Keynesian Economics Professor Tells Hurricane Victims “It’s Good For The Economy”
By JG Vibes
In the midst of a storm that has the whole east coast torn apart, a mainstream economics professor and Columnist took the opportunity to provide the world with a perfect example of “the broken window fallacy”.
In his new article “The Economic Impact of Hurricane Sandy … Not All Bad News“, Professor Peter Morici puts forward the idea that the clean up following Hurricane Sandy will stimulate economic growth, and thus be good for the economy.
Unfortunately, it seems that the the broken window fallacy is missing from Mr. Morici’s mainstream economics curriculum.
“The broken window fallacy” is used to debunk the popular but false argument that the destruction of property stimulates economic growth by creating messes that people will eventually be paid to clean up.
This is one of the arguments that we typically hear to defend war. People say that war is good for the economy because it creates jobs.
However, the fatal flaw in this logic is that it fails to consider that a better outcome could have been possible, had war resources been used for creation instead of destruction.
In the case of Hurricane Sandy, it is true that money will be exchanged in the process of cleaning up the mess, but that doesn’t mean that true economic growth is taking place.
If the hurricane never came in the first place, that money would be exchanged elsewhere, and it would probobly be spent on far more constructive projects.
In his article Mr. Morici says that:
“rebuilding after Sandy, especially in an economy with high unemployment and underused resources in the construction industry, will unleash at least $15-$20 billion in new direct private spending — likely more as many folks rebuild larger than before, and the capital stock that emerges will prove more economically useful and productive.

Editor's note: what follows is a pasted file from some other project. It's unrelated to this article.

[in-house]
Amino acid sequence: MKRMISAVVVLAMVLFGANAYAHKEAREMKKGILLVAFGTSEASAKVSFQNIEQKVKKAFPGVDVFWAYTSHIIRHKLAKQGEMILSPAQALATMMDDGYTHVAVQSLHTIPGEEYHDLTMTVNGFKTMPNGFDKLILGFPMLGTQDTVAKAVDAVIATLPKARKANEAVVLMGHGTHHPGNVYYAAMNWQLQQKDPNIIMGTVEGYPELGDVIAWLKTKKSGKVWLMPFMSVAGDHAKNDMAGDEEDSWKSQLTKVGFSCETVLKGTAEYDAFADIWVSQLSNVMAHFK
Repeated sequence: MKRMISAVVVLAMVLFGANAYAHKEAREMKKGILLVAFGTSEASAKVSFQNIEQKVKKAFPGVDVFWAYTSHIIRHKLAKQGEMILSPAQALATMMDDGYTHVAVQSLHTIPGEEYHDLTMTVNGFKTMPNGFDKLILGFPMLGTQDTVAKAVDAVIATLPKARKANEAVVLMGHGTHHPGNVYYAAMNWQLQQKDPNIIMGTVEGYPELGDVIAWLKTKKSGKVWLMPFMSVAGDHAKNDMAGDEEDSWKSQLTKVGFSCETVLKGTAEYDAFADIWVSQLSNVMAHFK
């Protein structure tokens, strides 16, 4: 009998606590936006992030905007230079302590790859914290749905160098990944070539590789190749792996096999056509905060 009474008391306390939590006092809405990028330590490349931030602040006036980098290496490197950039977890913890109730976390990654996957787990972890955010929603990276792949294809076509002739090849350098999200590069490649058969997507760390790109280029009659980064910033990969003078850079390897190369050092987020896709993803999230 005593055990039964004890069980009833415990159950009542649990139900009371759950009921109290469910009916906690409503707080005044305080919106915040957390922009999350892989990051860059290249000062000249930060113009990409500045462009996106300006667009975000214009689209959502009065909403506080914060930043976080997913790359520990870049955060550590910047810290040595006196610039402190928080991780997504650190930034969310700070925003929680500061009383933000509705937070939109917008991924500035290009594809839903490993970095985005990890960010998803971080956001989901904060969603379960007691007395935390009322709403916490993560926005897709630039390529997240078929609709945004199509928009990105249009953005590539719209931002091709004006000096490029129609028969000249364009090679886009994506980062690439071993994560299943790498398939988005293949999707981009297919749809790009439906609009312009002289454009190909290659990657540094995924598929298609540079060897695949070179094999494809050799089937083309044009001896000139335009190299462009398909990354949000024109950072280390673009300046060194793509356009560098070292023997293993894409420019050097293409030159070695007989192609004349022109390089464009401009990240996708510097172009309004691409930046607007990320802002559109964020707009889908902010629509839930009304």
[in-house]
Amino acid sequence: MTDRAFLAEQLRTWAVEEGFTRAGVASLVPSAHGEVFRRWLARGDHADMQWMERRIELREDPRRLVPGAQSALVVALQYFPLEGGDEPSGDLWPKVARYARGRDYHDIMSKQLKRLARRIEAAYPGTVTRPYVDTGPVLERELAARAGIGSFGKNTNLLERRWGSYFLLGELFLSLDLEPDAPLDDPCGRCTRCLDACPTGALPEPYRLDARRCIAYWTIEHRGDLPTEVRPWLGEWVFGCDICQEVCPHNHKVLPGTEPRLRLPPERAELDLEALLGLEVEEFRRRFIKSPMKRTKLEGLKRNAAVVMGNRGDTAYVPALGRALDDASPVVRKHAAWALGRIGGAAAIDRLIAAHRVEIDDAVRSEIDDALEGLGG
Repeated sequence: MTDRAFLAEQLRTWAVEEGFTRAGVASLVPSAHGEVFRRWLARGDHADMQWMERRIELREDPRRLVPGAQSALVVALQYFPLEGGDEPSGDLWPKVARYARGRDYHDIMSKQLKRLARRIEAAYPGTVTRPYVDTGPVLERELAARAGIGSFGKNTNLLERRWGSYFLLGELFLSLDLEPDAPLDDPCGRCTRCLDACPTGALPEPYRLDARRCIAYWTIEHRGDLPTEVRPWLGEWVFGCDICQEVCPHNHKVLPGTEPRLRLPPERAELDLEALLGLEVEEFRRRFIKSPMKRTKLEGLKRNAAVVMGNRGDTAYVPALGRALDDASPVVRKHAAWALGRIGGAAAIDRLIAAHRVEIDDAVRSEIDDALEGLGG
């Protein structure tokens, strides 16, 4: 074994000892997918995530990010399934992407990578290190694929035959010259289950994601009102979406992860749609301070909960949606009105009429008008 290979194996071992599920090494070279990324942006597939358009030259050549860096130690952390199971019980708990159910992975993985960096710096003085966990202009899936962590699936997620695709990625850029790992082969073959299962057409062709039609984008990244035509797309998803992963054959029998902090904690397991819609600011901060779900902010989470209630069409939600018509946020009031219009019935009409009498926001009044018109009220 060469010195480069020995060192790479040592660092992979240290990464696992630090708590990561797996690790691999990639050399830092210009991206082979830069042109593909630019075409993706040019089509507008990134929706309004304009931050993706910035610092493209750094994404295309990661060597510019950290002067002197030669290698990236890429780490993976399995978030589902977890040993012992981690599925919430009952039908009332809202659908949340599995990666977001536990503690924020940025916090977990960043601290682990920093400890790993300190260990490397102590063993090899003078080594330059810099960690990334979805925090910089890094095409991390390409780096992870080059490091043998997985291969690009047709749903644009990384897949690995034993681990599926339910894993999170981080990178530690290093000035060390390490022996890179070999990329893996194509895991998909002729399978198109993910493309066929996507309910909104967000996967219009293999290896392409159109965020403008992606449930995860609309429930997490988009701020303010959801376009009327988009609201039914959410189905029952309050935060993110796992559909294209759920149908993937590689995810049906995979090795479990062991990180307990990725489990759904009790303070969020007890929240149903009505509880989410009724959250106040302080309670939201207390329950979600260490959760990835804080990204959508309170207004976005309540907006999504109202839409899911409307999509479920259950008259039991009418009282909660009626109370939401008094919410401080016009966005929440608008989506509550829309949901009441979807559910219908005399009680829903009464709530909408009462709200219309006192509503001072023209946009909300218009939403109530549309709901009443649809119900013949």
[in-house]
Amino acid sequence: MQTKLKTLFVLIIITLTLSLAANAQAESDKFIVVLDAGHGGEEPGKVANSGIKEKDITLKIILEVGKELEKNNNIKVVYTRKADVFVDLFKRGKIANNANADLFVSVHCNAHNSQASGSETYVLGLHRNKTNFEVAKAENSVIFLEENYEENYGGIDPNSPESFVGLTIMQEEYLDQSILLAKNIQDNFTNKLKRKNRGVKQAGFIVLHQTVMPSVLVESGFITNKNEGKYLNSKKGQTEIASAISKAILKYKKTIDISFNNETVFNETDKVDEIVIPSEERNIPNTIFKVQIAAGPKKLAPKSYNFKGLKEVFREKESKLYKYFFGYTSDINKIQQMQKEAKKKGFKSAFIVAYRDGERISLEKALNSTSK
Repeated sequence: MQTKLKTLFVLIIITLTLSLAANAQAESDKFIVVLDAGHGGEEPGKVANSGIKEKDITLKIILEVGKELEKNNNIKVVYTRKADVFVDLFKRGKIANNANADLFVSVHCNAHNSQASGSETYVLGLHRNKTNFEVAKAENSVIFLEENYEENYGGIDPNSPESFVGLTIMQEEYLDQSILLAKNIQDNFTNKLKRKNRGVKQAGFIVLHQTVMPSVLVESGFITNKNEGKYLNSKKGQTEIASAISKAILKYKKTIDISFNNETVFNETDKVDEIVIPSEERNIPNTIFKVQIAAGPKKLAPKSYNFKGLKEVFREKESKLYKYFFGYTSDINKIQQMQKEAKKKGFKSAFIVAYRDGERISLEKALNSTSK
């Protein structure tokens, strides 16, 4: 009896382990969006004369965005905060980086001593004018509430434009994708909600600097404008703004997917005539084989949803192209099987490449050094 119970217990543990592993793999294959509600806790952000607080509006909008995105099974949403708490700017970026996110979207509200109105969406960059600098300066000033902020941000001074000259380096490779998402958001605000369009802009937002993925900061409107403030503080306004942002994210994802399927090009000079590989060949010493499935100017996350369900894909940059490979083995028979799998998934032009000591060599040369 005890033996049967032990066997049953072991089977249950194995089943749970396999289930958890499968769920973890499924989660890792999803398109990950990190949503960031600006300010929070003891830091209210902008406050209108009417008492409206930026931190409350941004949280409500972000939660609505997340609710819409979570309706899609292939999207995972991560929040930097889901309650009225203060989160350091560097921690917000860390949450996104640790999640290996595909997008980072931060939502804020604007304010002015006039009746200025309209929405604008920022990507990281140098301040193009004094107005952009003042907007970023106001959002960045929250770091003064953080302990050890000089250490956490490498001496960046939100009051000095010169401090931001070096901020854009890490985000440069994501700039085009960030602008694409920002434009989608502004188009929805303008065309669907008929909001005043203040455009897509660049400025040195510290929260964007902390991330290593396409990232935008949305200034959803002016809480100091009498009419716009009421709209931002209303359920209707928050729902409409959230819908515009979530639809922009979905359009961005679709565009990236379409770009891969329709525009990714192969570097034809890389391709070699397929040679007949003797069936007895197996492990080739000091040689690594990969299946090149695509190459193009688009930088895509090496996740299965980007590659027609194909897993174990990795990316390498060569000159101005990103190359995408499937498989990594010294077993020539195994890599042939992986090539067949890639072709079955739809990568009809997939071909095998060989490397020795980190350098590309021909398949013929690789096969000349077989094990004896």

Regarding the latter, consider a restaurant with inadequate patronage — its owner invests the insurance settlement in a new more attractive business.
On the shore, older smaller homes on large plots are replaced by larger dwellings that can accommodate more families during the summer tourist season.
The outer banks of North Carolina saw such gains several decades ago after rebuilding from a storm of similar scale.”
Not to discount the drive of the human spirit to rebuild bigger and better than before, this perspective overlooks the people who have a tree fall on a car that they don’t have insurance on, or the people who loose property that they are heavily invested in.
There are an infinite number of counter examples to the claims that Mr. Morici puts forward, because of the many lives that are impacted negatively by these events.
The trade that takes place following a disaster may be a good thing, and a beautiful example of human resilience, but that doesn’t mean that the disaster contributed to a better end result.
The only way to know that for sure is to have the ability to tell the future, and know exactly what events would have taken place had the disaster never happened to begin with.
The broken window fallacy was coined by French economist Frederic Bastiat in the 19th century in his essay “That which is seen, and that which is not seen”.
He used a parable about a broken window to describe the situation that we are talking about here.
In his story the witnesses of the destruction assume that the broken window is good for the economy because they are only thinking about the profit of the window maker, but overlooking the potential loss incurred by unseen third parties, primarily the owner of the window and the businesses he would have invested in otherwise.
War is the most obvious example of this fallacy, but it can also be seen in the recent financial bailouts or in the example that we used today.